Microtek Medi-7000 Medical Grade High-End X-Ray Digitizer: Blazing Fast and Built to Last.
Medical X-ray film digitizer. Can digitize chest X-Ray in 7 sec. Scans even large X-Ray films. High optical res, excellent Dmax, 16-bit grayscale; captures all details in any area with superior image quality. FDA and other certifications.
Handles wide range of x-ray film sizes (2.5"x2.5" to 14"x35").
Accurately digitizes a chest X-Ray in just 7 seconds.
It doesn't make you wait while the lamp warms up; it's instant-on.
Want to know more about certain features of the Microtek Medi-7000 Medical Grade High-End X-Ray Digitizer?
Superior scans. The Medi-7000 delivers impressive image quality, with its 600 dpi, 16-bit grayscale, 4.0 maximum optical density.
Fast scans. Only 7 seconds per chest X-Ray. Not only that, you don't stand around waiting for the 7 seconds to start while the lamp warms up. The LED light source is instant-on, and it even reduces your energy usage.
Effective and Efficient Management. Thousands of x-ray prints can be stored in e-files with optional DICOM gateway software. You can upload these to any PACS or Microtek PACS, MiPAX.
These images help illustrate a bit better:
7 sec / chest X-Ray
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Sometimes, people who are used to a standard office scanner find a medical scanner a bit noisy. This article explains why that is and what to do about it.
First of all, rest assured there is nothing wrong with your medical scanner. It's FDA certified and the noise is taken into account for that certification. But why does it exist?
The noise is due to the metal gears that drive the light source along behind the glass. Similar to solid metal timing gears on race engines, they provide precision movement and long lifetime. These are medical grade scanners, not consumer grade. They don't use nylon gears that wear rapidly or a belt that can break, rendering your scanner useless. What you're hearing isn't noise. It's the sound of money in your pocket. You won't be replacing your scanner for a while.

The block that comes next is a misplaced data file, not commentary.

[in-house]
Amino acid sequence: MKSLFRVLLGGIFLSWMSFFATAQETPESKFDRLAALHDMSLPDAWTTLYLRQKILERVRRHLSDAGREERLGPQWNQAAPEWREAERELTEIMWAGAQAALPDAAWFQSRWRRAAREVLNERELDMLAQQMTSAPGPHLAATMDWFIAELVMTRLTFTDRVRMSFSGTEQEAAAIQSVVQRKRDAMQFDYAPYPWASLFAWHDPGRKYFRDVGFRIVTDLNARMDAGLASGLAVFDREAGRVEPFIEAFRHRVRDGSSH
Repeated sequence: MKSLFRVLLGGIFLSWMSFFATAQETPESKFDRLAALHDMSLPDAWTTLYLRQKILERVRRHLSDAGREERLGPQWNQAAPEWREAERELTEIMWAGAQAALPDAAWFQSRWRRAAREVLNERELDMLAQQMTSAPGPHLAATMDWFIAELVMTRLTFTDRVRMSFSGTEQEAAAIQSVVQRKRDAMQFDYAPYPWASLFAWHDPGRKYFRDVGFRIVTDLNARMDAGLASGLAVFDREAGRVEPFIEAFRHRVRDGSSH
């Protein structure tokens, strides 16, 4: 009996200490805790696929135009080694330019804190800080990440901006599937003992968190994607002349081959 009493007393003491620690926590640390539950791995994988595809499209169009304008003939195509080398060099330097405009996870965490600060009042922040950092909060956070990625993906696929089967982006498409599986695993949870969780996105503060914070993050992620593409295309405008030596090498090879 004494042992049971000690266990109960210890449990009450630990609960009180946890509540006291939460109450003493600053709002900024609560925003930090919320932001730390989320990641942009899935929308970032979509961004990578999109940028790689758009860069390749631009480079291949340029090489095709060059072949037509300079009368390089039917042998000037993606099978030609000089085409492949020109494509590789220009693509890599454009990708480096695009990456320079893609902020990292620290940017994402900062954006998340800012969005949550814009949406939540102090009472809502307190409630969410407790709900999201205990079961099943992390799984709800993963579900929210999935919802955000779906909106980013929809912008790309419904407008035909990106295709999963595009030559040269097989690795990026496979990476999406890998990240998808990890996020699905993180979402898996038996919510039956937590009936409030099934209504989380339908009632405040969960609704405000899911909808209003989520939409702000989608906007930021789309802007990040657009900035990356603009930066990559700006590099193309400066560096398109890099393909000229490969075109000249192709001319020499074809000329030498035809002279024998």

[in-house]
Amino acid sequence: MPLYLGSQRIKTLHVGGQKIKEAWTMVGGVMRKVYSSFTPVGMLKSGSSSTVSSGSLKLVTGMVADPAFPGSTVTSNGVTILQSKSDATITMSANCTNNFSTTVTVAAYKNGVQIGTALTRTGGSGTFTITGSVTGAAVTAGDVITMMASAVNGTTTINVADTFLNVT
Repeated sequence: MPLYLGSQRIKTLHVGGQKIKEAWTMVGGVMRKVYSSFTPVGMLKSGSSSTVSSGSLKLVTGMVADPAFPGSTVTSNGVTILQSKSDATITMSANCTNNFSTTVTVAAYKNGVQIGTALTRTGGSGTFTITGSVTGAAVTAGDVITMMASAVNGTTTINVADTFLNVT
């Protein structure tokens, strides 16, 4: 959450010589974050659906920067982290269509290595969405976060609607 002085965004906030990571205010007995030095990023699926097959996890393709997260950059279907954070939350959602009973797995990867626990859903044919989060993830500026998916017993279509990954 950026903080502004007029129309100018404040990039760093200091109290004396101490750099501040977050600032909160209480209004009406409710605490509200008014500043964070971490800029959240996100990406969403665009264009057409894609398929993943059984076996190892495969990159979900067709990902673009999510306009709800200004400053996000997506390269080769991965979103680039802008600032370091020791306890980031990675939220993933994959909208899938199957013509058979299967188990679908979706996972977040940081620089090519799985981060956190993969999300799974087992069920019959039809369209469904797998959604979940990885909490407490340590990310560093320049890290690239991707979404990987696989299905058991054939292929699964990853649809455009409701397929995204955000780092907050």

Note also that the nylon gears (or belt) lack the rigidity needed to ensure precision movement of the light source during the scan. Metal gears give you that precision. Yes, your standard consumer grade scanner meets spec when it's new. But after those plastic parts wear and deform, it no longer does.
But how do you cope with the sound of the metal gears, if you find the noise irritating? The basic method is an enclosure, something we learned to use back in the days of dot matrix printers. Those were much noisier than these scanners, so you will find the enclosures easily solve the noise problem. You can find these enclosures at places like the Wellbeing Store, Ergonomic Home, and Dustshield (all have Websites). You just need one large enough to accomodate your scanner.
If the noise affects primarily areas adjacent to where the scanner is, you could try a partition (even a short one may be sufficient). This noise reduction method gave rise to the modern cubicle farm. You may also find that simply moving the scanner so there's something solid between it and those being annoyed solves the problem (it has a USB connection, and you can find some very long USB cables at any computer store). Or move something solid to a new location between the printer and those being annoyed, for example a filing cabinet or a stack of those stackable bins.
If the room the scanner is in does not need to maintain FDA certification:
You can try the old college student trick of using a cardboard box spray-painted black.
You could buy eggshell foam and tack it to the wall next to the scanner.
If you have a patient who's a carpenter and is willing to swap services, s/he can build you a plywood enclosure; it will have much more sound absorbency than a simple cardboard box.
If you treat children and the scanner is near where the patient areas, you can create a "wall" of stuffed animals.